While this sounds self-evident, I was surprised to discover that not all philosophies are based on reality. Mystics base their philosophies on unknowable, unworldly magic-guy-in-the-sky morality whereas skeptics base their philosophies on the lack of absolutes – a “nothing is knowable”, “anything goes” morality. Objectivism does not lie between the two, but rather identifies through reason that we know what exists by adjusting our thinking to reality, not that reality mirrors our thinking.

There are absolutes, both good and bad. Being able to identify the good (that which contributes to human life) and the bad (that which seeks to destroy human life) is critically important.

Intellectual Leadership

I am not an intellectual. No one who knows me or reads this blog needs to be reminded of this fact; I just want you to know that I am painfully aware of this fact as I am writing this piece.

I do, however, know enough about myself and the importance of intellectual leadership in our culture to understand that while I am not yet a very capable person regarding the explanation of the philosophy of Objectivism, I am making efforts to become so. Understanding of philosophical systems requires tremendous effort and study. As someone who has never studied philosophy, I lack ownership of some basic philosophical terms (i.e. metaphysics, epistemology) and I can be trapped by people who are unabashed in their employment of logical fallacies (it can take me some time to recognize and refute them). This is my way of explaining that I am clearly not attempting to be an intellectual spokesperson here.

This being said, the works of Ayn Rand, who developed the philosophy, are the best source if you are interested in exploring Objectivism. I recommend that you read one or all of her works of fictions (there are only four novels and a play, and you needn’t begin with Atlas Shrugged, though it is my favorite). You should visit the Ayn Rand Institute and read her introduction to Objectivism to which I have linked. I do strongly recommend that you read her works prior to reading any applications of her ideas by others and judge for yourself.

I cannot say that identifying myself as an Objectivist has made me a happier person; I grasped the importance of selfishness when I was young, well before I had heard of Ayn Rand. However, I can say that if the promise of religion doesn’t appeal to you, if the uncertainty of skepticism leaves you feeling empty, or if you have embraced the doctrine of altruism all the way to its logical end, the destruction of self, perhaps Objectivism will make you happier. Knowing that Objectivist intellectuals exist does in some small way contribute to my hope for the rest of the world.

In Conclusion

Everything I have read by Ayn Rand only deepens my understanding of exactly how Objectivism is an excellent philosophy based on the morality of the life and sovereignty of the individual man. There is no mysticism or skepticism in Objectivism, and unless you think that conformance with reality and living for your own sake is cultish or too extreme, then Objectivism may resonate with you too. If you choose to live for no man and would not force another man to live for you, but would rather cultivate relationships based on mutual benefit and shared values, then I urge you to read more from Ayn Rand herself.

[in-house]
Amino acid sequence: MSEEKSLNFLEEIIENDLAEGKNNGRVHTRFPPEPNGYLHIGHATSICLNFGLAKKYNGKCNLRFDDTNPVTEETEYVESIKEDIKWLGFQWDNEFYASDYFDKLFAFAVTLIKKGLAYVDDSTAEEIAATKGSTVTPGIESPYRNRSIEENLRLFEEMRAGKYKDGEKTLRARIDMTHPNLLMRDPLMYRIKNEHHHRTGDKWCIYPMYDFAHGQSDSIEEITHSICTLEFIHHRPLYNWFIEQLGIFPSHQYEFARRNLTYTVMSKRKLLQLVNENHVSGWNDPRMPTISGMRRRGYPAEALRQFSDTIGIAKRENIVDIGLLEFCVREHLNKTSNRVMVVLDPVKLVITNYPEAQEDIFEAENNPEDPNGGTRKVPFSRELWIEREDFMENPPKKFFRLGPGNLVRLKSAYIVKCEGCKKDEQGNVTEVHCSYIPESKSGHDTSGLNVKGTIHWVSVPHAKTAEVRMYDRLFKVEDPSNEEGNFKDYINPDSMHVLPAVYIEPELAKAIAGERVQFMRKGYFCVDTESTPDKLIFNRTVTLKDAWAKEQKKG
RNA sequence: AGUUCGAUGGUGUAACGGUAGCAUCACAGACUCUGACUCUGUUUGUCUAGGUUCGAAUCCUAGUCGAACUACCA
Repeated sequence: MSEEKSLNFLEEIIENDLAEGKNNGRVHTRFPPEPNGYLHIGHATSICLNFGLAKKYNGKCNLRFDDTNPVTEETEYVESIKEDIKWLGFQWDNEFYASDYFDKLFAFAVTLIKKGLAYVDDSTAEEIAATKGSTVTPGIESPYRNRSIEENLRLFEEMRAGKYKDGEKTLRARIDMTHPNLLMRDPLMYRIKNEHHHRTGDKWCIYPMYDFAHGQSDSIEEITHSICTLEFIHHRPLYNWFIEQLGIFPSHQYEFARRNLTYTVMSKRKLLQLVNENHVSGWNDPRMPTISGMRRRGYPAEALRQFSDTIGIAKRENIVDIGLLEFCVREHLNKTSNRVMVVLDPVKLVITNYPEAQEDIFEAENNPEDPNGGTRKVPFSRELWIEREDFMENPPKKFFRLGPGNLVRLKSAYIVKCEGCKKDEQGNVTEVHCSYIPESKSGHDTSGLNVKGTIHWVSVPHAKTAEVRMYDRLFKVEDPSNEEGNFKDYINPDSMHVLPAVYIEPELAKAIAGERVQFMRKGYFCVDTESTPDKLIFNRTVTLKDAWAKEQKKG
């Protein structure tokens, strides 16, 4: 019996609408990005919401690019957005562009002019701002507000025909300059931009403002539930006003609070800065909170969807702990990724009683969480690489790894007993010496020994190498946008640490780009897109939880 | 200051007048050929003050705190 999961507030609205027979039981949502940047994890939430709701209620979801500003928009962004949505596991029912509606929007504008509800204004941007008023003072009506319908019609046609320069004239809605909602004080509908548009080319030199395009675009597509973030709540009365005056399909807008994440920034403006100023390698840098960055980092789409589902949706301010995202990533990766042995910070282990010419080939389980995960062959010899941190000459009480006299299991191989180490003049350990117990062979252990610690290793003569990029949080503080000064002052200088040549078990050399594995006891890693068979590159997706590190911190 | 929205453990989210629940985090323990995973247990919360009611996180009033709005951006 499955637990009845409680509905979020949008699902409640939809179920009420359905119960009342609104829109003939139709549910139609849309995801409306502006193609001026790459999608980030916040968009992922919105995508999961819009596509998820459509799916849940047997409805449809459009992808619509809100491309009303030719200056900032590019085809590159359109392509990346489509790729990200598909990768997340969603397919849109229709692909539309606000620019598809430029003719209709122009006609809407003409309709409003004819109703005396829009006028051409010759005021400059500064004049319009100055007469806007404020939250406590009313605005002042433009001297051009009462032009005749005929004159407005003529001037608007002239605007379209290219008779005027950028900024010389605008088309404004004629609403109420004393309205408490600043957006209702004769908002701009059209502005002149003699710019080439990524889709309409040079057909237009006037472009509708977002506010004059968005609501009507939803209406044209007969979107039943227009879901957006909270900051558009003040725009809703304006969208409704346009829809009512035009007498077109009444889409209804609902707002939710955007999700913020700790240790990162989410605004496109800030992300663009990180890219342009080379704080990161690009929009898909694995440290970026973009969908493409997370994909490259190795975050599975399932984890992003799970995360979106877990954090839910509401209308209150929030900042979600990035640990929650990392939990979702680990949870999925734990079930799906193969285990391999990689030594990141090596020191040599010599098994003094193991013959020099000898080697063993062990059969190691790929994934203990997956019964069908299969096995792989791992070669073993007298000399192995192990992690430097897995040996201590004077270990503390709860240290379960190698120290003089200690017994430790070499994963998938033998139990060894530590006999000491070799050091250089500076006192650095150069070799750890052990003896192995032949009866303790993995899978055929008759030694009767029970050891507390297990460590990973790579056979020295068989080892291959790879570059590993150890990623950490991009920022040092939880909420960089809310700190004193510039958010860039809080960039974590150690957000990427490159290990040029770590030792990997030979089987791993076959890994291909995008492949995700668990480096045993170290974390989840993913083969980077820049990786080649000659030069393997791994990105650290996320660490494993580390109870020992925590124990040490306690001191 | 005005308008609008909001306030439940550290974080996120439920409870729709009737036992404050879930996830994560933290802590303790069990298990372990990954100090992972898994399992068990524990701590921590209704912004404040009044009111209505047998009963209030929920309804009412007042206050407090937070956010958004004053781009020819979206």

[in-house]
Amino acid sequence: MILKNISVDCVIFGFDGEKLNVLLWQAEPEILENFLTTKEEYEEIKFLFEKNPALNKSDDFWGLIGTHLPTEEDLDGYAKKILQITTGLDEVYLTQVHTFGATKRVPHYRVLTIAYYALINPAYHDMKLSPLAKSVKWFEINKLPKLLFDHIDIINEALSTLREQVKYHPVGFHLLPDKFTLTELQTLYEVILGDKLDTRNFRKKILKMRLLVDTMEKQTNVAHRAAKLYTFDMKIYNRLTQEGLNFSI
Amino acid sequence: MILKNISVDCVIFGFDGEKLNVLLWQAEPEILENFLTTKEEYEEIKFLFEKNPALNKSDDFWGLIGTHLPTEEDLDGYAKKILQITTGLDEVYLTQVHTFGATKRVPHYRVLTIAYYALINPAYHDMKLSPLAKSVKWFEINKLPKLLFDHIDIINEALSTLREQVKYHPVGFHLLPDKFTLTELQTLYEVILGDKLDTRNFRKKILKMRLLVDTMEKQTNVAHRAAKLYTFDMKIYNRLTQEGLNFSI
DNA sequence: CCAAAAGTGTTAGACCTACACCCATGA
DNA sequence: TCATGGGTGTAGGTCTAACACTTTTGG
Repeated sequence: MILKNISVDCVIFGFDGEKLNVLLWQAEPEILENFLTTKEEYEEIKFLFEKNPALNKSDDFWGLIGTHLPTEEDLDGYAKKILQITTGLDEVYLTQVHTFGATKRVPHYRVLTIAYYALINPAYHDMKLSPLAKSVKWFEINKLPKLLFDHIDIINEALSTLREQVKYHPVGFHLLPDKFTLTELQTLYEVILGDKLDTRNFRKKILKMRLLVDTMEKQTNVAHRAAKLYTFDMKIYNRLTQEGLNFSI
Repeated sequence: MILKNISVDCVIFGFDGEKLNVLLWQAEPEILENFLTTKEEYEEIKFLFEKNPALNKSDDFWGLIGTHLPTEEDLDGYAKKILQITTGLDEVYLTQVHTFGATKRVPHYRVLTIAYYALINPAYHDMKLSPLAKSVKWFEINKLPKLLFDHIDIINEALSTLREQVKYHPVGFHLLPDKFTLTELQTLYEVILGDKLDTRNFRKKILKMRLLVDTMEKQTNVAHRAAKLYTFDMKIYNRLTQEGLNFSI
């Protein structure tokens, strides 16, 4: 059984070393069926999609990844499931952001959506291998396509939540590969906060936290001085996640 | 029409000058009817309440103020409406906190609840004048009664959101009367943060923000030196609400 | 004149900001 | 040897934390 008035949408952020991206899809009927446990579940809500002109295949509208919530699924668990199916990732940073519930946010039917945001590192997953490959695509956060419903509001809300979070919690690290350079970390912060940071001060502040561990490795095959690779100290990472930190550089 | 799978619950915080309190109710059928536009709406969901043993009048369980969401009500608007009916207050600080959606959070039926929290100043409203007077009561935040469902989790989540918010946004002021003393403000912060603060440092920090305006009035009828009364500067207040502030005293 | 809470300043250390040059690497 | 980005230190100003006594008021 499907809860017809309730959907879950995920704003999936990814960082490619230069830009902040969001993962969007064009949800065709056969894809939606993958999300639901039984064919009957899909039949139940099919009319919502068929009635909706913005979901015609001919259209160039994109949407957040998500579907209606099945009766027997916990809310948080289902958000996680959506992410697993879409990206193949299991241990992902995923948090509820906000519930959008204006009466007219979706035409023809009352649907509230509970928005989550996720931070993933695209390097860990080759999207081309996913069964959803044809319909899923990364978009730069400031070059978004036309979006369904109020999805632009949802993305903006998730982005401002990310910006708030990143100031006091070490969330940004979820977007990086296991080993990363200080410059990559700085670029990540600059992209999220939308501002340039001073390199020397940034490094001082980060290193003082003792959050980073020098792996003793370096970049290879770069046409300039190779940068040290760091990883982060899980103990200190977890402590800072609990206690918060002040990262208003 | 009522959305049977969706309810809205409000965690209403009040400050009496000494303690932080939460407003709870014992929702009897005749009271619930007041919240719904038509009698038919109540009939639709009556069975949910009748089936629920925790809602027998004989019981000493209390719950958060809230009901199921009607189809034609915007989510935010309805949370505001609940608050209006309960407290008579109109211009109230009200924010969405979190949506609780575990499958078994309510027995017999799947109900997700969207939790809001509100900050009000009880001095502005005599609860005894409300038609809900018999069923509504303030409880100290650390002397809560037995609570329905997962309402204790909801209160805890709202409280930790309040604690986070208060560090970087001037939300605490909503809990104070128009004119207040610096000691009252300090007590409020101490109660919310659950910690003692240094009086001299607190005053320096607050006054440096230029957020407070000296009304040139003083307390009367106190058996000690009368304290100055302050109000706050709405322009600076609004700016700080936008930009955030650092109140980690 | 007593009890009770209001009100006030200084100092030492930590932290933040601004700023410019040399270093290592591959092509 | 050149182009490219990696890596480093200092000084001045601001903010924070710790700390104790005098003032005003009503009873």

Objectivism is a philosophy which gives a moral foundation to man’s rational pursuit of happiness – that is why I am an Objectivist.
______________________________

This is just my first attempt on this much larger subject, and is not my last (nor, hopefully, best) word on the matter. I have not touched upon the politics, nor fully developed the metaphysics or epistemology of Objectivism herein, but rather limited my thoughts to the ethics of selfishness as that is what I understand best.

18 comments:

Rational Jenn said...

Hooray! I've been contemplating a similar post and you've inspired me to get going on it!

LB said...

Great! I think it's important that we get our opinions out there.

I'd like to think that my getting it out there compensates somewhat for my lack of clarity or precision. It's just such a huge topic. I'll keep working on it.

BTW: I hope you have as good a trip as possible.

Burgess Laughlin said...

Thank you for your forthright statement. It is well founded. You made exactly the right point: the ethics of rational egoism is founded in the nature of reality: What is good is what contributes to the life of the organism.

Coincidentally, Study Groups for Objectivists has today started Part I of its close, slow look at Ayn Rand's essay, "The Objectivist Ethics." (SGO) We are covering about 3 pp. per week, so I am now seeing more clearly some of the very issues you have brought up. Part II, the second half of the essay, will begin in January after a break.

Best to you in the "spiral of learning" (a phrase I inferred from Leonard Peikoff). I think of learning as being like one of those paper spirals that hang from a Xmas tree: As we learn, we go deeper and broader, around and around, up and down our hierarchy of knowledge.

Dean Striker said...

Your soft touch to this is greatly needed. Submitted to Digg. Thank you for presenting it nicely.

C. August said...